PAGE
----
"Mum, I'm too old for ABC kids," my five-year-old told me one afternoon as Mister Maker appeared on TV. "I'm a big boy now."
I'll admit, it was a milestone I didn't see coming. Only weeks earlier Octonauts had been one of the highlights of his very existence. Now, suddenly, he was all grown up (sob!) and wanting to watch Evan Tube. Who was this Evan chap? Where did my Dinosaur Train-loving baby go?
And why did saying goodbye to ABC kids make me feel all the things?
I, like many first-time parents, naively decided that my baby wouldn't be watching any television until he was older. I don't know exactly how soon I cracked, but it didn't take long before my son was acquainted with his new best friends, Peppa, Thomas, Chuggington and Fireman Sam. ABC Kids was the soundtrack to our days, allowing me to make dinner, throw on some washing or just enjoy a lukewarm coffee once in a while.
How did parents of toddlers cook before @abckids existed?— Matt Bevan 🎙 (@MatthewBevan) June 15, 2017
In those early, hazy months of new motherhood, I often found myself looking at In the Night Garden, wondering if sleep-deprivation was making me hallucinate or if it was just a really odd show. (Oh and laughing like a thirteen-year-old boy at the "Tittifers", because I am oh-so mature.)
And while parents are currently living through the great Play School reschedule of 2017, I experienced the great In the Night Garden debacle of 2014 when ABC moved the trippy favourite from evening to midday, (despite it - very clearly - being a night garden, not a lunch time garden).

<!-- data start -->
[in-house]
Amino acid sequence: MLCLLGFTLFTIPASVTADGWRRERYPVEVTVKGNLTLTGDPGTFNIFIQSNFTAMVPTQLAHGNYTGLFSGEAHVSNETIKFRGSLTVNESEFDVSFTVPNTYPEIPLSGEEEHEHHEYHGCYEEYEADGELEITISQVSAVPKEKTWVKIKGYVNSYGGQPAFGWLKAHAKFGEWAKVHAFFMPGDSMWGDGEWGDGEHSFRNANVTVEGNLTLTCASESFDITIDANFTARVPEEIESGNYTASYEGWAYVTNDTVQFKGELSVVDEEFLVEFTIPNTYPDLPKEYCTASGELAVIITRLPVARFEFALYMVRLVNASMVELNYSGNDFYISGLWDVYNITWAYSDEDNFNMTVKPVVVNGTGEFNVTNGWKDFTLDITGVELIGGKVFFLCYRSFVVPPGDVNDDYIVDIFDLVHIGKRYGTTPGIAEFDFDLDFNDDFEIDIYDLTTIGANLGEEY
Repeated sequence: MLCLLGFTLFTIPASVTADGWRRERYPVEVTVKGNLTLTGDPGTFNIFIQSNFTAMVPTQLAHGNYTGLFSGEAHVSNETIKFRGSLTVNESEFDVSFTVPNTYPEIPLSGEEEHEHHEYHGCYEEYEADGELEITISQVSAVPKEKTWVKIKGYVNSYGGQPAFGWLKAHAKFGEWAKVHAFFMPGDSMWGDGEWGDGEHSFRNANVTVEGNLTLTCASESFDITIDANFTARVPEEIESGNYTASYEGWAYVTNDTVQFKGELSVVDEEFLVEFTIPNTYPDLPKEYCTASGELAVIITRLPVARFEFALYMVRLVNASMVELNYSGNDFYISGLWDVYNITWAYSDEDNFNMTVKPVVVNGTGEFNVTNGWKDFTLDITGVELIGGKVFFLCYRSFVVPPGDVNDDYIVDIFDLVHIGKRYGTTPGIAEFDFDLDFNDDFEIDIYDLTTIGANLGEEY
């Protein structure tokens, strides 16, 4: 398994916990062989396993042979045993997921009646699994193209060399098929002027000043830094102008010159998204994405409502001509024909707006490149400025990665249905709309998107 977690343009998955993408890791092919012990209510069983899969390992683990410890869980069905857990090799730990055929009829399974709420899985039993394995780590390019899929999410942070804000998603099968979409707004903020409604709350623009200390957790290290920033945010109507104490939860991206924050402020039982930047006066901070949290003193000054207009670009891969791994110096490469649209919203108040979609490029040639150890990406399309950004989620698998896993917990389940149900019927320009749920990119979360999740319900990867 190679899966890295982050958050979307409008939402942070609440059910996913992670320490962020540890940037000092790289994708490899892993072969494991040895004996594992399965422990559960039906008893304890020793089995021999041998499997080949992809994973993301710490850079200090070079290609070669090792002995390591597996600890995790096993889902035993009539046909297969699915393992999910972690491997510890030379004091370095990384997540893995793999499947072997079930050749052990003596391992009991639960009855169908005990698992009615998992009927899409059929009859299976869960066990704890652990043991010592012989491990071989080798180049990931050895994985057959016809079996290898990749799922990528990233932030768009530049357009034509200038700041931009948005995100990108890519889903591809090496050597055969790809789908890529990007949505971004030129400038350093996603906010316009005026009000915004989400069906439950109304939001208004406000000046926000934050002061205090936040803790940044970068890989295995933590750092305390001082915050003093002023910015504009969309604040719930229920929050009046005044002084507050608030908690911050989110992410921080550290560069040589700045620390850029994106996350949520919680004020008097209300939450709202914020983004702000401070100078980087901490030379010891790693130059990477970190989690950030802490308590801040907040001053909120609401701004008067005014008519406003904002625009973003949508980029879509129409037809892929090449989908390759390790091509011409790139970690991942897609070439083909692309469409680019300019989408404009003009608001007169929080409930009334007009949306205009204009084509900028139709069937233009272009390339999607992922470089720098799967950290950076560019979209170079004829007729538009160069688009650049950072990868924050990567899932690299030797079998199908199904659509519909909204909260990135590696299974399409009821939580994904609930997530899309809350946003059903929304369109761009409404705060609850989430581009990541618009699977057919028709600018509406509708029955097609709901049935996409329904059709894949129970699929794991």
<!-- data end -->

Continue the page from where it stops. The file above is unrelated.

I'd happily leave my son in front of Peppa Pig for those blissful (and far too short) five minutes so I could get something done, but I'd be sure to clear my schedule if Teo was on Play School. (Am I right, ladies?)
I'd often find myself giggling away at the Sesame Street parodies, too - a bit of light relief on what could often feel like Groundhog Day, after Groundhog Day.
And House of Bricks.
Not to mention all those celebrity cameos ...
ABC Kids was there for me during times of sickness, unspeakable hangovers, and rainy grey days. It was the babysitter who never cancelled, a beacon of colour, the right mix of entertainment and educational content. (It's totally fine that's he watching more TV. They're learning about the letter 'T' today.)
Saying goodbye means no more Justine Clarke interludes. No more "See you in the morning, hoot, hoot!" No more Jimmy Giggle and that weird Hoopla Doopla show I never really got my head around, but that had my son completely and utterly transfixed. And no more having the Bookaboo theme song in my head ("A story a day or I just won't play!"). I'll miss that lovable rogue of a rock puppy.
It's not as momentous as packing away the pram or ditching the dummy, but for some reason, saying farewell to ABC kids seems like a big deal, too. It's waving goodbye to a time of innocence, of singing songs and making craft and learning the alphabet with Big Bird. It's a reminder of time passing, of one life stage making way for the next.
So it's bye bye Peppa and George and Sarah and Duck, Thomas and Mike the Knight, and hello Evan Tube and Dan TDM - characters I'm sure I'll grow to love too. Right?